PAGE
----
In early November, 37-year-old Sarah Tibbetts was in a motel room in Irving with her boyfriend, 35-year-old Jack Pritchard, when the police arrested both of them—Tibbetts for allegedly being in possession of someone else’s credit card and baggies containing trace amounts of marijuana, Pritchard on old warrants. Tibbetts had been convicted on misdemeanor charges in the past—trespassing and drug possession—and during her prior arrests, she had made it clear that she was a diabetic who was dependent on insulin.
According to a report from the Dallas Morning News, the jail staff was aware that Tribbetts needed the insulin (which is available over-the-counter in Texas)—they just limited their efforts at finding her the treatment she required to calling Tibbetts’ mother, who lives in California.
Family said that Tibbetts’ arrests usually ended with a minor charge being dropped and a trip to the hospital for insulin, which she either left behind or wasn’t allowed to use because it was improperly labeled.
But this time, something went wrong.
Rebecca Tibbetts, Sarah’s mother, said staff phoned her a day after the motel arrest and asked her to bring the medicine to jail.
“I said I’m in California. I can’t bring it up,” said Rebecca Tibbetts, who lives in that state. “I said my daughter is insulin-dependent and she will die without her insulin. If you can’t provide it, she needs to be sent to a hospital.”
The next morning, Sarah Tibbetts lay unconscious on the floor of her cell.
The Dallas Morning News reports that Pritchard, from his cell nearby, watched as his girlfriend of six years died in front of him.
The jail staff in Irving is currently under investigation. Two supervisors at the jail are currently under paid leave pending that investigation; criminal charges are a possibility, and Tibbetts’s mother raised the possibility of a wrongful death lawsuit in an interview with the Morning News.
A jail employee, speaking on the condition of anonymity, confirmed that staff knew Tibbetts needed insulin before her death. A police spokesman would not discuss the incident while the city investigates and the district attorney considers possible criminal charges — standard after an in-custody death.
“We want to find out what happened,” spokesman John Argumaniz said. “Everyone wants to make sure that in no way, shape or form do we jeopardize the investigation of the grand jury.”
Rebecca Tibbetts expects her daughter’s autopsy will link the death to diabetes and may file a wrongful death suit.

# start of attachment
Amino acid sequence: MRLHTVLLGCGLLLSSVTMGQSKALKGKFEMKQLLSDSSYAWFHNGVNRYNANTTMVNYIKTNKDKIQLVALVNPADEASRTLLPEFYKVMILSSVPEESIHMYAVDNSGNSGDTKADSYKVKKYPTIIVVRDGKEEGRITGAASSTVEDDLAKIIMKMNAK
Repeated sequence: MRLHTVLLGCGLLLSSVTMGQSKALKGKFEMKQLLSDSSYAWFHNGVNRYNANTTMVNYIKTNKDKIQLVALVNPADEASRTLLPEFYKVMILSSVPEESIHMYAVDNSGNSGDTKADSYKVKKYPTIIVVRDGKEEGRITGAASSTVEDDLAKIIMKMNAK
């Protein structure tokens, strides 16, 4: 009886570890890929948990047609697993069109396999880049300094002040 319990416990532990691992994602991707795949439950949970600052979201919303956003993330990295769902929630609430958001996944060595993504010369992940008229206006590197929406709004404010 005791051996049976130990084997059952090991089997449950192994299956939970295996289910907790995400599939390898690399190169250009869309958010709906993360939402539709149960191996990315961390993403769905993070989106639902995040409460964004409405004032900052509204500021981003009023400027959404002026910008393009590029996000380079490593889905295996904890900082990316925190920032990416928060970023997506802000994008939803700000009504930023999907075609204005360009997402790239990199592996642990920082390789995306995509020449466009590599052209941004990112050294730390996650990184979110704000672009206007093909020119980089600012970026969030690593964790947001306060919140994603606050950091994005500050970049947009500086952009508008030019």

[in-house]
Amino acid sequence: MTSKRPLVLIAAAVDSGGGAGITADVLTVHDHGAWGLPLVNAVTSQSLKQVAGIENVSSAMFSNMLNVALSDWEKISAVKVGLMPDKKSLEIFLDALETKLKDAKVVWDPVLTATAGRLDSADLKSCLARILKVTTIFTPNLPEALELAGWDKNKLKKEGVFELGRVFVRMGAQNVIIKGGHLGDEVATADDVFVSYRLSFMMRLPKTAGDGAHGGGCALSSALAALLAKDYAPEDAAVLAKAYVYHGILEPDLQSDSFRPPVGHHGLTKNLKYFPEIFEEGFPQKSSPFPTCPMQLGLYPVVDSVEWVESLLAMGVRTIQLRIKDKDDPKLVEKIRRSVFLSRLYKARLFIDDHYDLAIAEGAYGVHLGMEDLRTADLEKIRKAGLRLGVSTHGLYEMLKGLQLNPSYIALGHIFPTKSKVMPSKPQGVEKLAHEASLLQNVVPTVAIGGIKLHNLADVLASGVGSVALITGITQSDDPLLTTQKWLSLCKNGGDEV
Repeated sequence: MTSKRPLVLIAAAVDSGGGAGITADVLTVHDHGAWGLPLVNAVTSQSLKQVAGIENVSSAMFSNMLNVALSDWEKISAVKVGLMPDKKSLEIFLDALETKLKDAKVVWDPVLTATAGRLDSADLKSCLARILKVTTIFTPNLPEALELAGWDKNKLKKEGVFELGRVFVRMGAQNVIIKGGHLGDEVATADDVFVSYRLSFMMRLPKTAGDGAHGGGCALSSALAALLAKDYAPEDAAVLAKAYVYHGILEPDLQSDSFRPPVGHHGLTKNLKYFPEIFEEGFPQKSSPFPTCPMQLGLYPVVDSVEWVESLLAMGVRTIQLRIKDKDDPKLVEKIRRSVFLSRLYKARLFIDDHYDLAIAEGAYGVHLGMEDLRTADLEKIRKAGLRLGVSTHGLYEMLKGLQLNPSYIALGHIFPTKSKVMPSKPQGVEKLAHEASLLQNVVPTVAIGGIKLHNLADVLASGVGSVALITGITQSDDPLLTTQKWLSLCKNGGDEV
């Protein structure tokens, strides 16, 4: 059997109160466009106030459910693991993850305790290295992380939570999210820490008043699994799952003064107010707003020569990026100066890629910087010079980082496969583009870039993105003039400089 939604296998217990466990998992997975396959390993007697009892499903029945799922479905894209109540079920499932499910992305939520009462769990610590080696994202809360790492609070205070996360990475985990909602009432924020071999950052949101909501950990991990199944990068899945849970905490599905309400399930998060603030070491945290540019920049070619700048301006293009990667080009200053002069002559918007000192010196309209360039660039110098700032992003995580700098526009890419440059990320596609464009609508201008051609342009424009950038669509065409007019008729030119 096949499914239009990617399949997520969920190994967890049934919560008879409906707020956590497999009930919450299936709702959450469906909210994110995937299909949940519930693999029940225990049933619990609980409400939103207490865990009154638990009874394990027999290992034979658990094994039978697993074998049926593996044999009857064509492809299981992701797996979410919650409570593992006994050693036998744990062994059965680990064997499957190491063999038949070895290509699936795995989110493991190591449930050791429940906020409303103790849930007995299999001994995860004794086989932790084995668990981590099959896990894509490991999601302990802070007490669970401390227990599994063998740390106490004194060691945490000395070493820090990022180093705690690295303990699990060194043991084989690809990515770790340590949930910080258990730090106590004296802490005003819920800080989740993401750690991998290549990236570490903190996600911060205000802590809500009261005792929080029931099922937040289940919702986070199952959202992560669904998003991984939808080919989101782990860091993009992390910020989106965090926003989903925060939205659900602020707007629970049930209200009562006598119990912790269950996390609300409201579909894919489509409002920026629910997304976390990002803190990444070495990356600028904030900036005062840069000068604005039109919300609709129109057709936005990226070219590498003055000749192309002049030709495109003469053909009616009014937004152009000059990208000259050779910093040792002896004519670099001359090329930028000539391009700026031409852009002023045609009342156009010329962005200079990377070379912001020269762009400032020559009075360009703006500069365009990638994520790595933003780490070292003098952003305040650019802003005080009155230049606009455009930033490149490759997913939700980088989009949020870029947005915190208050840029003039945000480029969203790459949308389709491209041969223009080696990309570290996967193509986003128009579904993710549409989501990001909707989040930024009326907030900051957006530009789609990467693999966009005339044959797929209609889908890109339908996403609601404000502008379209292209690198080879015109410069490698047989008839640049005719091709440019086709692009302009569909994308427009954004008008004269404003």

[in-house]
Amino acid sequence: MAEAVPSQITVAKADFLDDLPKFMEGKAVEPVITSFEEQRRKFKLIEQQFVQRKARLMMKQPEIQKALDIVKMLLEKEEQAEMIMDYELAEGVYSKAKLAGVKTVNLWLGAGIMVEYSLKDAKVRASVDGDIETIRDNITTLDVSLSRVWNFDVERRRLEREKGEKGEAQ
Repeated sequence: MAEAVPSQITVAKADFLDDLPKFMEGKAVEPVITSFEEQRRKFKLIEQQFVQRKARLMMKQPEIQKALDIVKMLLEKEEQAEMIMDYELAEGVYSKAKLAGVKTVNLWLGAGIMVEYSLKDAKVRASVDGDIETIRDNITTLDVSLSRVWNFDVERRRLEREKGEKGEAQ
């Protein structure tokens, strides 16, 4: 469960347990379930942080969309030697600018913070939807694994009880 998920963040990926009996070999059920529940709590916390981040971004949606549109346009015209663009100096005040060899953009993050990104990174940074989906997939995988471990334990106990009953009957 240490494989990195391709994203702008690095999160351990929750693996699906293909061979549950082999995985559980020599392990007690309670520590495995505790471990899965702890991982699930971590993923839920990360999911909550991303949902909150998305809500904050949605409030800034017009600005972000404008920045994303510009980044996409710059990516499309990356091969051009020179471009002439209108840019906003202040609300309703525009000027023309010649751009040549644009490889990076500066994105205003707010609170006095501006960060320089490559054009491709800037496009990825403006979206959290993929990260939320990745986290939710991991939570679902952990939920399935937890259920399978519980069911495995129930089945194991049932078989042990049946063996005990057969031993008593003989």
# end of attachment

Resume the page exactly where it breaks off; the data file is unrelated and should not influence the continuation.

The possibility of criminal charges and civil lawsuits are presumably cold comfort for Tibbetts’s mother and for Pritchard. Comments on the Dallas Morning News’ story posted online, meanwhile, are a mix of people who are outraged about Tibbetts’s death and those who are outraged by the money that will presumably be spent on the lawsuit. “Why should they take responsibility when she didn’t,” a commenter argued; another insisted, “When you do drugs the consequences can be dire,” as though a death from diabetic shock is a reasonable consequence of marijuana possession.
It’s a common argument when cases like these come up: the notion that people who are accused of crimes deserve whatever happens next, up to and including death. It’s something you can find when you look at the case of Kelvion Walker, the 19-year-old Dallas man who was shot and killed by police while witnesses say his hands were in the air and he was reclining in the passenger seat of a car believed to have been stolen. These comments appear on various stories from outlets on Walker’s death from the Dallas Observer and MyFoxDFW:
Whats the lesson learned here?
Just the first ones that come to mind.
1. Don’t steal cars and gunpoint.
2. Don’t ride around in a stolen car.
3. Don’t hide from the police and then surprise them when your in the act of committing a crime.
4. Get off drugs and get a job.
5. Don’t associate with criminals.
Those are neat arguments to make, that come with a moral self-righteousness that is satisfying to express. “Get off drugs and get a job” is not bad advice for most people without jobs who use drugs, but the idea that this is to be enforced under penalty of death—or, in the case of Walker, who is currently recovering from his gunshot wounds, merely severe injuries—is a particularly brutal stance to take.
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